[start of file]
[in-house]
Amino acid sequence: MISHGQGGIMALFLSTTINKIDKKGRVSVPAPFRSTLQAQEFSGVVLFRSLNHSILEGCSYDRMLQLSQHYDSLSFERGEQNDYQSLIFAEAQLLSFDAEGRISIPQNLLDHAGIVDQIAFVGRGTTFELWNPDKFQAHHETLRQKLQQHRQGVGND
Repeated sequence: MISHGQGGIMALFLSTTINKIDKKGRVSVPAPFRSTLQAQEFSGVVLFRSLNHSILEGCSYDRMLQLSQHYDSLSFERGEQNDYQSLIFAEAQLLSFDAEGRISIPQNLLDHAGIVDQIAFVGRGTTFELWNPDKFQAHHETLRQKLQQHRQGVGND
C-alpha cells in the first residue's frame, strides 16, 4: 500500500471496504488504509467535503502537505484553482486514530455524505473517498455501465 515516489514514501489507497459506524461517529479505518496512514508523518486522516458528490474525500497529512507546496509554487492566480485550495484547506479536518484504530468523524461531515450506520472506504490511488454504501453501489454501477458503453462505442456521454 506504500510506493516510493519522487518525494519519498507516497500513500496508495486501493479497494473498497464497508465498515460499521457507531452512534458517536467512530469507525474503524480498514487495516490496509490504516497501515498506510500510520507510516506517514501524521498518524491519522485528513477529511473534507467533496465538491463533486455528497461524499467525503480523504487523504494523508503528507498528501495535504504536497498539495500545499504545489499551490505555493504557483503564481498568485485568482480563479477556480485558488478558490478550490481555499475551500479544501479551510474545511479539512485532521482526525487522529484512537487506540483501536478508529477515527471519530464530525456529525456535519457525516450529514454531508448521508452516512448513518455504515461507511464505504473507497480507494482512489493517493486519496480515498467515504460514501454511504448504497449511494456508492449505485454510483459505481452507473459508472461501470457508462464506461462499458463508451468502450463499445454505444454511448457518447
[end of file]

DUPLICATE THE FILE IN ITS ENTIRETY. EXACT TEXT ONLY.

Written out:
[in-house]
Amino acid sequence: MISHGQGGIMALFLSTTINKIDKKGRVSVPAPFRSTLQAQEFSGVVLFRSLNHSILEGCSYDRMLQLSQHYDSLSFERGEQNDYQSLIFAEAQLLSFDAEGRISIPQNLLDHAGIVDQIAFVGRGTTFELWNPDKFQAHHETLRQKLQQHRQGVGND
Repeated sequence: MISHGQGGIMALFLSTTINKIDKKGRVSVPAPFRSTLQAQEFSGVVLFRSLNHSILEGCSYDRMLQLSQHYDSLSFERGEQNDYQSLIFAEAQLLSFDAEGRISIPQNLLDHAGIVDQIAFVGRGTTFELWNPDKFQAHHETLRQKLQQHRQGVGND
C-alpha cells in the first residue's frame, strides 16, 4: 500500500471496504488504509467535503502537505484553482486514530455524505473517498455501465 515516489514514501489507497459506524461517529479505518496512514508523518486522516458528490474525500497529512507546496509554487492566480485550495484547506479536518484504530468523524461531515450506520472506504490511488454504501453501489454501477458503453462505442456521454 506504500510506493516510493519522487518525494519519498507516497500513500496508495486501493479497494473498497464497508465498515460499521457507531452512534458517536467512530469507525474503524480498514487495516490496509490504516497501515498506510500510520507510516506517514501524521498518524491519522485528513477529511473534507467533496465538491463533486455528497461524499467525503480523504487523504494523508503528507498528501495535504504536497498539495500545499504545489499551490505555493504557483503564481498568485485568482480563479477556480485558488478558490478550490481555499475551500479544501479551510474545511479539512485532521482526525487522529484512537487506540483501536478508529477515527471519530464530525456529525456535519457525516450529514454531508448521508452516512448513518455504515461507511464505504473507497480507494482512489493517493486519496480515498467515504460514501454511504448504497449511494456508492449505485454510483459505481452507473459508472461501470457508462464506461462499458463508451468502450463499445454505444454511448457518447